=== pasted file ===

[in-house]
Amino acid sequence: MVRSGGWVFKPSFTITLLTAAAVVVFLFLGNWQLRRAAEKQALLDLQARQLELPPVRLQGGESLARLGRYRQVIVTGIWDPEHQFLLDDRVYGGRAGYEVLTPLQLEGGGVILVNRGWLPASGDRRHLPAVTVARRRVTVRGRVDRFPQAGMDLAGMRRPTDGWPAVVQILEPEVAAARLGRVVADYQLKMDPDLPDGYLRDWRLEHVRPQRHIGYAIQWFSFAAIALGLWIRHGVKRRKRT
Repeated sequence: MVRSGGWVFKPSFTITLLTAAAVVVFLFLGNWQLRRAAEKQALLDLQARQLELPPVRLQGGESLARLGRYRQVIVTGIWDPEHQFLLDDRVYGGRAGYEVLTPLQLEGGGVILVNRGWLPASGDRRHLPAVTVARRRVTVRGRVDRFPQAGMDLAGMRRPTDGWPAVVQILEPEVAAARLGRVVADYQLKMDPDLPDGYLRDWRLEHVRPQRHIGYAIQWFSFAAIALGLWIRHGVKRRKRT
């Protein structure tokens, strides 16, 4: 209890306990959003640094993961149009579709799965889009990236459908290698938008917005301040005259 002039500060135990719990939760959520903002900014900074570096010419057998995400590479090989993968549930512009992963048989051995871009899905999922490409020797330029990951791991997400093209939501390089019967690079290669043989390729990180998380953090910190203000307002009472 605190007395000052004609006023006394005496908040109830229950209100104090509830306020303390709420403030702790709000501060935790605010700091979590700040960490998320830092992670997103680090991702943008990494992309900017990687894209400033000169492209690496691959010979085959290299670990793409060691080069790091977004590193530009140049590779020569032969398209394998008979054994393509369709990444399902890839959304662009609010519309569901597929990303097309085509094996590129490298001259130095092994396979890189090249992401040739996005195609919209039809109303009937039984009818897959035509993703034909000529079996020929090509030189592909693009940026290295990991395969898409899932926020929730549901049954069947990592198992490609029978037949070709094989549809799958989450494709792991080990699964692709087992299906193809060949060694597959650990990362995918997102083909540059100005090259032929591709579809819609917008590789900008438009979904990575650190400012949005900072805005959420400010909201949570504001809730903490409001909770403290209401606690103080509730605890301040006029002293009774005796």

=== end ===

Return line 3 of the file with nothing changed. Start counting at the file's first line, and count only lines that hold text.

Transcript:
Repeated sequence: MVRSGGWVFKPSFTITLLTAAAVVVFLFLGNWQLRRAAEKQALLDLQARQLELPPVRLQGGESLARLGRYRQVIVTGIWDPEHQFLLDDRVYGGRAGYEVLTPLQLEGGGVILVNRGWLPASGDRRHLPAVTVARRRVTVRGRVDRFPQAGMDLAGMRRPTDGWPAVVQILEPEVAAARLGRVVADYQLKMDPDLPDGYLRDWRLEHVRPQRHIGYAIQWFSFAAIALGLWIRHGVKRRKRT